Germany has been shouldering the main brunt of the refugee influx into Europe—which, according to the UNHCR, totals in excess of 300,000 people so far this year—and is comprised mainly of Syrians, but also includes refugees from Afghanistan and Iraq.
German chancellor, Angela Merkel, announced earlier this week that her country is expected to take in up to 1 million asylum seekers by the end of the year, and called on other European countries to increase their intake quotas.
In contrast, over the past 12 months, between June 2014 and June 2015, Great Britain has accepted only 166 Syrian refugees—placing it behind Germany, Sweden, Hungary, Malta, Switzerland, and 13 other countries when it comes to the number of accepted refugees in proportion to its population.
David Cameron, the British Prime Minister, has steadfastly opposed Merkel's proposal for a quota system to be introduced to ensure that refugees are fairly distributed among all 28 European Union states.
When forced to comment on Britain's record regarding the current humanitarian crisis, Cameron has persistently downplayed the plight of refugees, describing them as a “swarm of people" and insisting that taking in more asylum seekers isn't the answer.
Cameron argues that instead, working on achieving peace in the Middle East, and meeting “big challenges" is the only way forward.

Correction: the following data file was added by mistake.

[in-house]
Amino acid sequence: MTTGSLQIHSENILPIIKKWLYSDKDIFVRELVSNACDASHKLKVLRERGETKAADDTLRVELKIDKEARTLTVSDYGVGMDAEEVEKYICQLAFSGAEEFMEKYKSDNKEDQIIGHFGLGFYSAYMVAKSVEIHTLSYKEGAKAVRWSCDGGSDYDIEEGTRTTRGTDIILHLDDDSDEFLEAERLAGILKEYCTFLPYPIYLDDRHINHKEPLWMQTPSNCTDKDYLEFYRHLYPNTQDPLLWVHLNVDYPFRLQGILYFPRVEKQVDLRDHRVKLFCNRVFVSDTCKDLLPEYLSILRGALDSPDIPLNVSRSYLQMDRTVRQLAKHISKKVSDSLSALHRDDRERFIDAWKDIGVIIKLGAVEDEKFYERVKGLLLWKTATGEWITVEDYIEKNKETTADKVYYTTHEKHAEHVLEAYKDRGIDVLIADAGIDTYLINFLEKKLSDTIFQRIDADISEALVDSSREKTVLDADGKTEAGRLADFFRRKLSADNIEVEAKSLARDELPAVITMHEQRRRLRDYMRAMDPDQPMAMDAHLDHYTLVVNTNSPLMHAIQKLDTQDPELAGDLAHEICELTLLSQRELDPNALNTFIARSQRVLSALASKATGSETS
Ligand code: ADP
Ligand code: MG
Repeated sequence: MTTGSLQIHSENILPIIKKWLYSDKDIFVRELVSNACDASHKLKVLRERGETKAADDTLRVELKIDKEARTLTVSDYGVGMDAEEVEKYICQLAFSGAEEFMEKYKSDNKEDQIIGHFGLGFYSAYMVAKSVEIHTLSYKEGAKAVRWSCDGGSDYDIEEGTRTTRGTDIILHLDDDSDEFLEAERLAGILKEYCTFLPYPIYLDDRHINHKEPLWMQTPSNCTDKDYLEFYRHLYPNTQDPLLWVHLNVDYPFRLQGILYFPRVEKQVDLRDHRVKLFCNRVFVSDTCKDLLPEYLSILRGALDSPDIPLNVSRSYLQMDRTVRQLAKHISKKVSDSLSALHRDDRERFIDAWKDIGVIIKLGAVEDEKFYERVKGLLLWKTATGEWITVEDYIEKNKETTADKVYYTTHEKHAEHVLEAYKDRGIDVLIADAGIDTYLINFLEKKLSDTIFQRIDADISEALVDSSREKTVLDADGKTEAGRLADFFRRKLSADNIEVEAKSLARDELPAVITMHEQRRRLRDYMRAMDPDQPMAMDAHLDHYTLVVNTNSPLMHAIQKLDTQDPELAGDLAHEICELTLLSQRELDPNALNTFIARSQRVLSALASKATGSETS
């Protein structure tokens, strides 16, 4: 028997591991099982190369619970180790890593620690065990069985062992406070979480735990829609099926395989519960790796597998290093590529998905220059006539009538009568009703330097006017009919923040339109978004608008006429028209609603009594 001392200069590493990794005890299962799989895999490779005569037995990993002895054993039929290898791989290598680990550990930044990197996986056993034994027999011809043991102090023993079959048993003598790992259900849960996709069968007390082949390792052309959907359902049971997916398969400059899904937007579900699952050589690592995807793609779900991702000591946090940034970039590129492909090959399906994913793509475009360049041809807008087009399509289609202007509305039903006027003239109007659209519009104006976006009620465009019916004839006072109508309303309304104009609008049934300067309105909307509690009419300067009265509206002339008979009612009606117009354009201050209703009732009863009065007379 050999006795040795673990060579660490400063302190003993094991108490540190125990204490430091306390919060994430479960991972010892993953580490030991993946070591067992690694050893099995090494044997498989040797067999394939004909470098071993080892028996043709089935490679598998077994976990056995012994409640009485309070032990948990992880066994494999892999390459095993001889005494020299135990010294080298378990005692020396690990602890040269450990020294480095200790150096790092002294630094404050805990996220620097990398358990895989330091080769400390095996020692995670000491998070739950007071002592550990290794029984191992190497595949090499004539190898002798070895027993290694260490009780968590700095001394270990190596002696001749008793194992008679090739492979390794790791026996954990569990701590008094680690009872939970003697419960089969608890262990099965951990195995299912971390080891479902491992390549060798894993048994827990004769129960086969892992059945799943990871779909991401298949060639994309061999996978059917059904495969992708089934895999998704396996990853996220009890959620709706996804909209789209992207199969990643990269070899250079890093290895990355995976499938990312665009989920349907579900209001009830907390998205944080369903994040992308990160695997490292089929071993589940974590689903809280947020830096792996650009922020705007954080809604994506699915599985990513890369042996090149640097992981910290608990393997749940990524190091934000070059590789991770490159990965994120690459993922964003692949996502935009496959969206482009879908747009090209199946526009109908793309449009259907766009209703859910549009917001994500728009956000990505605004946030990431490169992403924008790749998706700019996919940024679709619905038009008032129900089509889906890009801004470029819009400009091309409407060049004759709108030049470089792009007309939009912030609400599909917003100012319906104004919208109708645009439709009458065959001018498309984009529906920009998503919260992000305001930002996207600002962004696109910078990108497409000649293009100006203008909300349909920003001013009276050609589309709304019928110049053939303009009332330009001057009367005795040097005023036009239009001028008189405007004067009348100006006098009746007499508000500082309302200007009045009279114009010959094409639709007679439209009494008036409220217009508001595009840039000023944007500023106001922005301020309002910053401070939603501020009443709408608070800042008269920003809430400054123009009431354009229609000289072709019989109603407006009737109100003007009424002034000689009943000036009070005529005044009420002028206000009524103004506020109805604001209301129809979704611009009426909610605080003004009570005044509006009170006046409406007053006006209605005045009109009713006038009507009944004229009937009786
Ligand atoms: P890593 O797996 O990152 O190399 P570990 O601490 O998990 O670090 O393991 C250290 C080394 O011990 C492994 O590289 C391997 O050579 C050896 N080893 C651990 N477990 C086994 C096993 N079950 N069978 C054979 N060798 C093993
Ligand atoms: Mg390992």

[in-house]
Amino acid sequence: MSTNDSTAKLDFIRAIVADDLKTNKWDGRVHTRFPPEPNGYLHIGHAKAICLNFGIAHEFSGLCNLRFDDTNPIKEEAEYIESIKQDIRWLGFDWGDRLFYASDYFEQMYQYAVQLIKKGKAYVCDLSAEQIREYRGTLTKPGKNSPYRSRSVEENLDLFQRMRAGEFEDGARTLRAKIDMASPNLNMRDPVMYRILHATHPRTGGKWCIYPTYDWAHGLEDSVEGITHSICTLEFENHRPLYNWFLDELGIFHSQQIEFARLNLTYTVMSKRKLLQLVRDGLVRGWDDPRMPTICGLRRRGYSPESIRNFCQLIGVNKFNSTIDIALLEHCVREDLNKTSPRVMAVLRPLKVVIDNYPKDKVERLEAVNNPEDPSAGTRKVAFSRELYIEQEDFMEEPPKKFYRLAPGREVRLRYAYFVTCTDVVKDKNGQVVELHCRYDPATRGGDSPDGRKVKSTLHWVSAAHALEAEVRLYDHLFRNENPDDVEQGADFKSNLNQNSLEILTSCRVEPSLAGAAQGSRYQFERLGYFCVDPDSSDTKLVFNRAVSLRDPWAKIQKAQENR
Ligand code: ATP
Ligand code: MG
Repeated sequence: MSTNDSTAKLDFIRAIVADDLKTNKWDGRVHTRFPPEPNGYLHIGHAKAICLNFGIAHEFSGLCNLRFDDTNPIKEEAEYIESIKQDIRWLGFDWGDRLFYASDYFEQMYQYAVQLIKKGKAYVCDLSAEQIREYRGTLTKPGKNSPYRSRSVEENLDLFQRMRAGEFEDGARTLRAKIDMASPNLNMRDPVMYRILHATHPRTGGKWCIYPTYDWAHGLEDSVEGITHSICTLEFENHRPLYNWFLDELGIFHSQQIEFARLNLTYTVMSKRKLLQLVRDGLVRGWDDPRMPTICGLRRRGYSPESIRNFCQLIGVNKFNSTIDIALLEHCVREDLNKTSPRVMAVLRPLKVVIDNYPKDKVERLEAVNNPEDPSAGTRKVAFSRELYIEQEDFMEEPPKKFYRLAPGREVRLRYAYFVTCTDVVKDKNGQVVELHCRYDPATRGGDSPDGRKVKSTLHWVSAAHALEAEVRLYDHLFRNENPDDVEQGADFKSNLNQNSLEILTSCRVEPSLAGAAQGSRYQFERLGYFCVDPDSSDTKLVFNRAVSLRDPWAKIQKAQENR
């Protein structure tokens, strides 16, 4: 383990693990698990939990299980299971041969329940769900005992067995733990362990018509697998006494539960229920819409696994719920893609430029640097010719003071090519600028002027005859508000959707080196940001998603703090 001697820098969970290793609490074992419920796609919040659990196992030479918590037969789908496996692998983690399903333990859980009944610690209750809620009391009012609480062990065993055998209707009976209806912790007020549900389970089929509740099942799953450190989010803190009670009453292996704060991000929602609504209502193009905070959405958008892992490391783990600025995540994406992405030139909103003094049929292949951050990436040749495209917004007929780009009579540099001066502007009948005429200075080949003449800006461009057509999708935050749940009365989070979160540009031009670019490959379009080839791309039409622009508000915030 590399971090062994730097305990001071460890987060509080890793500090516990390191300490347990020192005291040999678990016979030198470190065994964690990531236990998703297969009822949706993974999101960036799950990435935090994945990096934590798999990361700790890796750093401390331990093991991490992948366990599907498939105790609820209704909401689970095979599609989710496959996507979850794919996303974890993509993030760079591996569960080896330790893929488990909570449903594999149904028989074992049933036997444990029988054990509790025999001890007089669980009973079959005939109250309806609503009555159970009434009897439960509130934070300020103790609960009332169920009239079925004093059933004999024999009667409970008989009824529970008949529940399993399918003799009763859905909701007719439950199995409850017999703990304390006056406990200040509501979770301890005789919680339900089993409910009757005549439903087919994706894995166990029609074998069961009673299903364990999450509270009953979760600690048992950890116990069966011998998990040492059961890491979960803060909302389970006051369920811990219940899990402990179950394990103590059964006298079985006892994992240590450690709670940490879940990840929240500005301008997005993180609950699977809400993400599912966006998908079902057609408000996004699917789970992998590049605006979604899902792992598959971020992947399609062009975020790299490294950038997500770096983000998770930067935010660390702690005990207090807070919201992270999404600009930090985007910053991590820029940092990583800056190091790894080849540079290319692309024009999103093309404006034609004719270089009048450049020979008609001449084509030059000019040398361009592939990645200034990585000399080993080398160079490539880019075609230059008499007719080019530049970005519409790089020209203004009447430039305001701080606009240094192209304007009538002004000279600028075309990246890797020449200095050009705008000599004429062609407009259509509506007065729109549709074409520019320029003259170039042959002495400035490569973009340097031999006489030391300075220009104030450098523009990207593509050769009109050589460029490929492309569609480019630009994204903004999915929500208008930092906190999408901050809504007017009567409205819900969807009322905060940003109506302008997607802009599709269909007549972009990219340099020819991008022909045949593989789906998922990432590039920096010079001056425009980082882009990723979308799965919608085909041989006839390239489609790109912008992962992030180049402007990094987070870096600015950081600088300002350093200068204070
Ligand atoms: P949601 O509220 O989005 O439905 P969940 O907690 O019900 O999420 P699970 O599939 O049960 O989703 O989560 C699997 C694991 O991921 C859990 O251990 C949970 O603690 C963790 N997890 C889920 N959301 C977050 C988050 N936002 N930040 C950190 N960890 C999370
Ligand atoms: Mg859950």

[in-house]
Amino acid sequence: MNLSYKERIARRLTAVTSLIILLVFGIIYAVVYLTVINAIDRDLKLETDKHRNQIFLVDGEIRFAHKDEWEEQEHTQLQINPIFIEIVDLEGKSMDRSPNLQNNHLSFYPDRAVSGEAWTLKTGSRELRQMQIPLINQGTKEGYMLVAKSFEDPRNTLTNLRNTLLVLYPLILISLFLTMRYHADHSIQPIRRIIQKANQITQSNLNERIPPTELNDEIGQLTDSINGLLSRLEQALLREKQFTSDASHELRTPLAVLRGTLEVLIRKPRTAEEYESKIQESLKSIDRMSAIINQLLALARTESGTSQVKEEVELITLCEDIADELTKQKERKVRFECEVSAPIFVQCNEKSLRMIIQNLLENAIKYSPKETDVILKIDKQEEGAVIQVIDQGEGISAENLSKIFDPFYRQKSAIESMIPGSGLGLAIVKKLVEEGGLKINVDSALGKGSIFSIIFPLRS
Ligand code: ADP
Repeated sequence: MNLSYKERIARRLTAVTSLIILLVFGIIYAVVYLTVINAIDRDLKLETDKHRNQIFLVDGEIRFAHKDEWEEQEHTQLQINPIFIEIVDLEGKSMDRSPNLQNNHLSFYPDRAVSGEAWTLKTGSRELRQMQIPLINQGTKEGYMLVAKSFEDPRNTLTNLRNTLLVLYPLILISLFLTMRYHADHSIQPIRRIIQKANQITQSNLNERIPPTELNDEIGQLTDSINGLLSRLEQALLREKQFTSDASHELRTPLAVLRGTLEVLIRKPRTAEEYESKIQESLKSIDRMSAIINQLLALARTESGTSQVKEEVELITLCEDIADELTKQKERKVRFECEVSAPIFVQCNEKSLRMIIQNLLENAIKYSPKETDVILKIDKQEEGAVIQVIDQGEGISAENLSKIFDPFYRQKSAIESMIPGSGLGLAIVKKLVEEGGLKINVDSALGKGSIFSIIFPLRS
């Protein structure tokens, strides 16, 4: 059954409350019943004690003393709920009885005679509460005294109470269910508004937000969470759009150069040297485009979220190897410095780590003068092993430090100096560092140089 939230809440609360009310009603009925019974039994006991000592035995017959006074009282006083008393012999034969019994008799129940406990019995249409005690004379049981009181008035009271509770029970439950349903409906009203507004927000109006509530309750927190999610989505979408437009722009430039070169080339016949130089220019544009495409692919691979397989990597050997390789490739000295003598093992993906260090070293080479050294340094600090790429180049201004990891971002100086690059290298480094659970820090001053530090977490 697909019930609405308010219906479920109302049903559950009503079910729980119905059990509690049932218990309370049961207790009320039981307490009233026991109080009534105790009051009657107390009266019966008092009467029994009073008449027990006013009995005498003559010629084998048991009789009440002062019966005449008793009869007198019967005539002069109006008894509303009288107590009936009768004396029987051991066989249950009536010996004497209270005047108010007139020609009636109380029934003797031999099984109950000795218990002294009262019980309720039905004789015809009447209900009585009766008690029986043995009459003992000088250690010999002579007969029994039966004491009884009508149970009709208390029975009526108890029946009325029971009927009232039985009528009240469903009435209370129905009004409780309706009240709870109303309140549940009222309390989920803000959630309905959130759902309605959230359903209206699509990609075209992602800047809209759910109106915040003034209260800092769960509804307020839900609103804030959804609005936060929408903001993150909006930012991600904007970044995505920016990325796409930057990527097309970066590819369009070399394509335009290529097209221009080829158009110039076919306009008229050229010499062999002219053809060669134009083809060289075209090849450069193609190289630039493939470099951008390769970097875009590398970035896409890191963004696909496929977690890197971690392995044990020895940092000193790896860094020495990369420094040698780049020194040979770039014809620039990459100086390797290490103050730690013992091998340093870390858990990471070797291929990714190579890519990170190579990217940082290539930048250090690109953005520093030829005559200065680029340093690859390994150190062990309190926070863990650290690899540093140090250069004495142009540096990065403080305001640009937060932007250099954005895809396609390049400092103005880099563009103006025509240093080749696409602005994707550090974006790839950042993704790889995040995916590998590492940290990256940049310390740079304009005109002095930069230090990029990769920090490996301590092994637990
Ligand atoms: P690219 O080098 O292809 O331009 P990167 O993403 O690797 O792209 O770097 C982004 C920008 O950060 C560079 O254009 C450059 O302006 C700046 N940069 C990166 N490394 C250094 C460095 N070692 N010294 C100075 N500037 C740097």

The majority of the British press, for their part, have been persistently and faithfully propping up Cameron's anti-refugee stance.
The UK's best selling daily newspaper, The Sun, has previously likened refugees crossing the Mediterranean to cockroaches, and run front page headlines such as, “Halt the Asylum Tide Now" “Draw a Red Line on Immigration or Else" and “Rescue Boats? I'd Rather Use Gunships To Stop Migrants"
Britain's second best-selling newspaper, The Daily Mail, has run a slew of their own anti-immigrant front page stories—including, “The True Toll Of Mass Migration" “The Swarm in Our Streets" and “Migrant Influx Fuels New Crisis in Schools."
However, the tide suddenly and mysteriously changed Thursday morning—due to a surge in readers' levels of concern for immigrant safety, following the emergence of Alyan's photo—leading to both The Sun and The Daily Mail performing a drastic 180.
The Sun's front page on Thursday featured the photo of Alyan, accompanied by the headline, "Mr. Cameron, Summer Is Over ... Now Deal With the Biggest Crisis Facing Europe Since WW2"
The Daily Mail's cover featured Alyan's photo alongside the headline, "Tiny victim of a human catastrophe"
Even Cameron was moved to change his stance, telling reporters, “Britain is a moral nation and we will fulfill our moral responsibilities.
“Anyone who saw those pictures overnight could not help but be moved and, as a father, I felt deeply moved by the sight of that young boy on a beach in Turkey."
Maybe, just maybe, something good can come from this unbelievable and sickening tragedy.